Those craving Southern-style food but who don’t want to lose the East Coast air of pretension are lucky if they want to catch a deal in Back Bay. Buttermilk & Bourbon, the New Orleans-style tapas restaurant by Jason Santos that is nestled amongst the multimillion-dollar townhomes on Comm Ave, has plenty of small shareable plates priced under $20, making it a treat but not one that will shatter the bank.
B&B’s interior is the definition of millennial-friendly, with white brick walls, black-and-white tile floors, and a cozy candle-filled fireplace straight off of Pinterest. It’s the perfect backdrop for “influencers” who spend more time photographing meals than eating them, and a quick scroll through the restaurant’s tagged Instagram photos show many 20-somethings laughing over beignets and some sort of brunch beverage concocted with a swirl of soft serve and sparkling wine in a can. Sadly for me, the dim lighting for dinner made getting a good photo nearly impossible.
I started off my meal with the confit Berkshire pork belly cracklings, which were accompanied by a tangy mustard dip and cheddar salt. While incredibly simple, the fatty bits of pork belly became addictive when coated in the dipping sauce. I followed these with my personal favorite part of the meal—honey-glazed biscuits, which had a gorgeously caramelized exterior and were served alongside a smoked cinnamon butter and pimento cheese spread. The butter erred on the cloyingly sweet side, but the pimento cheese spread added a welcome hit of salt to the indulgent biscuit.
I have to be transparent here—I’m not a seafood fan, but even I found the shrimp and grits to be delicious. The bits of tasso ham added a touch of smokiness and salt, however I found the duck fat drumettes, which were coated in crab fat caramel, to taste offensively fishy, and to distract from the duck. Still, the fried coating on the drumettes had a wonderfully crispy texture, aided by the addition of puffed rice.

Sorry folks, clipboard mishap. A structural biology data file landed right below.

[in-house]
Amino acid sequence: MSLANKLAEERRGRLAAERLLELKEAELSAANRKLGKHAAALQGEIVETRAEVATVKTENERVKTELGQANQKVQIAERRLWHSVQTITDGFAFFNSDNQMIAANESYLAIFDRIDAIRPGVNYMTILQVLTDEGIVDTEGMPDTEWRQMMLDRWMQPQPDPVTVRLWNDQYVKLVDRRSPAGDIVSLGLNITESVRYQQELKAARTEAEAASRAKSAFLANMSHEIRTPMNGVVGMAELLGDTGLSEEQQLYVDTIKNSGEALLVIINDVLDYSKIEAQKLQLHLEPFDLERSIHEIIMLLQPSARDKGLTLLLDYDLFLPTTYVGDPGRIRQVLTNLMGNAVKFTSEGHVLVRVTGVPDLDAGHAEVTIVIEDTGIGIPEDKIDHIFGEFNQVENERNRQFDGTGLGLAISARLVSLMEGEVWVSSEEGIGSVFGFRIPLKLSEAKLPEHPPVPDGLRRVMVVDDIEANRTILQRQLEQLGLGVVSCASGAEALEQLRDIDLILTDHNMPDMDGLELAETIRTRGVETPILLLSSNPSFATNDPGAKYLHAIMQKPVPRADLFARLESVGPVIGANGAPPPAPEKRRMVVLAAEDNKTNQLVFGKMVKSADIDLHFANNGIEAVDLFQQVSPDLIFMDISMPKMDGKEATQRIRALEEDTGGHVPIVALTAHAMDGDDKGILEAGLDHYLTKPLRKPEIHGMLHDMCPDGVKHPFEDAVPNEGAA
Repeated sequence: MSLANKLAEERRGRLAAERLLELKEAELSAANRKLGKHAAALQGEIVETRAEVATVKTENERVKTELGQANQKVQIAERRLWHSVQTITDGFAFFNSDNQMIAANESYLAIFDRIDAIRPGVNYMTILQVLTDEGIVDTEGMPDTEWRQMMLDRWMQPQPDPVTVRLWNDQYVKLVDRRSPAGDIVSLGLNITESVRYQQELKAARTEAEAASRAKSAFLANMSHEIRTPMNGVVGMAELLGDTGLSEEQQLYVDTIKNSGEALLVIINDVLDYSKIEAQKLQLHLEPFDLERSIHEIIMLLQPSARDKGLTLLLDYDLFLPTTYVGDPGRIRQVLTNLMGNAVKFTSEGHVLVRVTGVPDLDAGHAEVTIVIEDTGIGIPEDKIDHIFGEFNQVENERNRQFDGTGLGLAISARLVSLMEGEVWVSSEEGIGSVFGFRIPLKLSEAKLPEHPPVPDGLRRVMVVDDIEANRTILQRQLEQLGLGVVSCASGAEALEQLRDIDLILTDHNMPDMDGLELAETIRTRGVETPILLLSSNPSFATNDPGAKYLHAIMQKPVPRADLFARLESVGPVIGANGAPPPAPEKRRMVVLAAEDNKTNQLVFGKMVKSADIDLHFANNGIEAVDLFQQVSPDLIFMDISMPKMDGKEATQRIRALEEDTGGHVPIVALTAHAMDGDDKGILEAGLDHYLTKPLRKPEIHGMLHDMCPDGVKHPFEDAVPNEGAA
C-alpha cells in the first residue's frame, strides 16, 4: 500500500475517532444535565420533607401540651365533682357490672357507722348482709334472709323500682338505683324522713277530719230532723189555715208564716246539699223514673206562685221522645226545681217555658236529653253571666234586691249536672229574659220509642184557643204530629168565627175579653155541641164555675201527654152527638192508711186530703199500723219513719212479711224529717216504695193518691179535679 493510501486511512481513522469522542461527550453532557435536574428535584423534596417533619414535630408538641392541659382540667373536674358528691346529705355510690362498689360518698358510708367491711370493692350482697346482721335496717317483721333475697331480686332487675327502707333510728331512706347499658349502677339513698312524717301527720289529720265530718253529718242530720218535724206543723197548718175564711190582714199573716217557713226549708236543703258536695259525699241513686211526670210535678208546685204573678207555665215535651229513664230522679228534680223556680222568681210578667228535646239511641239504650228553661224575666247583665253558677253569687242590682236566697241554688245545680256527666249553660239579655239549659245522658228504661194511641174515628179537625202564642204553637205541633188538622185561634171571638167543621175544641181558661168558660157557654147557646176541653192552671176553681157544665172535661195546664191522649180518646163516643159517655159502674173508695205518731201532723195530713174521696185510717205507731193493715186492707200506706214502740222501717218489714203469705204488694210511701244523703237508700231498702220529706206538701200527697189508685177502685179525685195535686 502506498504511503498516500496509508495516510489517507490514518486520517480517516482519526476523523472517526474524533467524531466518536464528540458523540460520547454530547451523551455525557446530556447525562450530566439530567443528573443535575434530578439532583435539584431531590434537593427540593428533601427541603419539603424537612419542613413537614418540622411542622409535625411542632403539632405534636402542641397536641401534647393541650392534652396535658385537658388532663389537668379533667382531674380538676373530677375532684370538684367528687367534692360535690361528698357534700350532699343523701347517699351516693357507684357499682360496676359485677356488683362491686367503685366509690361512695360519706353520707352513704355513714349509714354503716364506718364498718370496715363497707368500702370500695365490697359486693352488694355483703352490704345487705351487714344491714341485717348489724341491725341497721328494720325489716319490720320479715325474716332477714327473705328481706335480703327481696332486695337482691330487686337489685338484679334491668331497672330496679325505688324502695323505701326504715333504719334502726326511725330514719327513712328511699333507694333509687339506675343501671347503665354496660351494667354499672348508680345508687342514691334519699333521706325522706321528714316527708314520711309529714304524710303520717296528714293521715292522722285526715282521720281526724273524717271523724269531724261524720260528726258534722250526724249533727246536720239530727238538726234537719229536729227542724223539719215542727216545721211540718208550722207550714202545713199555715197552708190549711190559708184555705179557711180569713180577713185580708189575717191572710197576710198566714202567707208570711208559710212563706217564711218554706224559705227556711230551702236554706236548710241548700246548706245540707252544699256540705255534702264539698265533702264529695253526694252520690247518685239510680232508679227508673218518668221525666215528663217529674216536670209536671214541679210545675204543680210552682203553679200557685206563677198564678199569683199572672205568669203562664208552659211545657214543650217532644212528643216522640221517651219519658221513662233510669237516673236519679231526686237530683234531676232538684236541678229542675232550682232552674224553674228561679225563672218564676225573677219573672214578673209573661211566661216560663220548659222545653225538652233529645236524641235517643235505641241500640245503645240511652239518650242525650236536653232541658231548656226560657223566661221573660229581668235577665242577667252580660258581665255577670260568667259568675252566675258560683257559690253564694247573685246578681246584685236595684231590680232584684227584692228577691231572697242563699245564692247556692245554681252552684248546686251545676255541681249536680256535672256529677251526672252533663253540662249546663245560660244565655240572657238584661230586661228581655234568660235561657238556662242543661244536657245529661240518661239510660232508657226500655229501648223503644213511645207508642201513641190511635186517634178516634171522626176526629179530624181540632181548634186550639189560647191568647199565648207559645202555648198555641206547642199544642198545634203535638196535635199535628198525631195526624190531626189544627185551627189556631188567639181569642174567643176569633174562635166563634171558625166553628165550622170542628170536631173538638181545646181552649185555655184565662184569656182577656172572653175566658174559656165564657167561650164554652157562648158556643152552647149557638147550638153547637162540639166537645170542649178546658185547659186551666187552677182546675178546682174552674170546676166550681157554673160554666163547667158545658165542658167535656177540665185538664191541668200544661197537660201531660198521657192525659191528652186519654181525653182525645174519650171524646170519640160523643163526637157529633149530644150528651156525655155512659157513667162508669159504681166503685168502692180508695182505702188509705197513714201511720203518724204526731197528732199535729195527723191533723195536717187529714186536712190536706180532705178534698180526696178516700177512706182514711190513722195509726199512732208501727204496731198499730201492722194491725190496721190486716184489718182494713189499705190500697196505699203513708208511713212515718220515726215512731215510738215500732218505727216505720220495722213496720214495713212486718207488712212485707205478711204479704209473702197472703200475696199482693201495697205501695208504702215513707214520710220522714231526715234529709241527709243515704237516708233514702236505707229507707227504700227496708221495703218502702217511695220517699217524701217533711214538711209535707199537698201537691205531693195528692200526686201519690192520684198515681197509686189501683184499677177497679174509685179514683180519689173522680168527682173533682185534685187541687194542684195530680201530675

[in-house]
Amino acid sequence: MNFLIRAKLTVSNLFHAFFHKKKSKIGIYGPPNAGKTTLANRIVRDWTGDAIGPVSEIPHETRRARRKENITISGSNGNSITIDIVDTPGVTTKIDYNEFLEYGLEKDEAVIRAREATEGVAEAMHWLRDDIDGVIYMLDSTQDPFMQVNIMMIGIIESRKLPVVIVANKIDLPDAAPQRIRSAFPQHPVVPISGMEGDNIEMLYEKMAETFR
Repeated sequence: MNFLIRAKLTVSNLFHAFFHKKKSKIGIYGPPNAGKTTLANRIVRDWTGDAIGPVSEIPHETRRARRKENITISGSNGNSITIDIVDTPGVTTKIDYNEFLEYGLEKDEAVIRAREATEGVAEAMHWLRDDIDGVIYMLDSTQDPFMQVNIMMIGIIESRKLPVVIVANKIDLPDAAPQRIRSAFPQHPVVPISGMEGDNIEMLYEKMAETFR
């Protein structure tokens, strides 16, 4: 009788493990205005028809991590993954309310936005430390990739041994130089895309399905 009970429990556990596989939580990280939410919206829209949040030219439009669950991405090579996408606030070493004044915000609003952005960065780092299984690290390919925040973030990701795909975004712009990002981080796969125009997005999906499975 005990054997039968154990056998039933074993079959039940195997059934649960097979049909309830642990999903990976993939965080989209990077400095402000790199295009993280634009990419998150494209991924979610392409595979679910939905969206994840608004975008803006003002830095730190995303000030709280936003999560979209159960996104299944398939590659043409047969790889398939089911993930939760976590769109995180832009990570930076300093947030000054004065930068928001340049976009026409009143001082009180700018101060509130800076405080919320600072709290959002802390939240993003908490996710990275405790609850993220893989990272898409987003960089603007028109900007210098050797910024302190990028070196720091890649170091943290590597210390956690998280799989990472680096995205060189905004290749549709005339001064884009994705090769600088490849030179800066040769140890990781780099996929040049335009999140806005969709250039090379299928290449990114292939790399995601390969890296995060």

The most disappointing part of my meal was the fried chicken, which was labeled as “Nashville hot.” I slathered my piece in white barbecue sauce and bit down nervously, anticipating a delicious painful burn. To my surprise, the chicken lacked real heat. Sure, it was solid fried chicken, and the sauce was heavenly, but advertising a lightly spicy seasoning as “Nashville hot” takes off some authenticity points.
A salad of baby spinach and strawberries lightened up the fat-heavy meal, with bits of creamy goat cheese and sunflower seeds, tossed in a fruity vinaigrette. Albeit not New Orleans-inspired, the refreshing salad offered a much-needed break from the deep fryer. The coffee-crusted hanger steak was another highlight; the meat was incredibly flavorful and a perfect medium rare, and while the coffee added complexity, it didn’t overwhelm the dish. Ironically, while neither of these screamed Big Easy, they were without a doubt my favorite entrees.
The dessert selection was a bit more on theme, offering molasses biscuit bread pudding, and—of course—beignets. The bread pudding was syrupy sweet and decadent, swimming in a salted caramel sauce. I found it a bit too sugary and could only stomach a few bites while wishing for some fresh fruit to brighten up the dish. On the other hand, the beignets were everything I could hope for: golden brown, fluffy, and drizzled with dark chocolate sauce. Served alongside vanilla bean cream, the beignets ensured that this would not be my final visit to Buttermilk & Bourbon. The honey biscuits were reason alone to come back.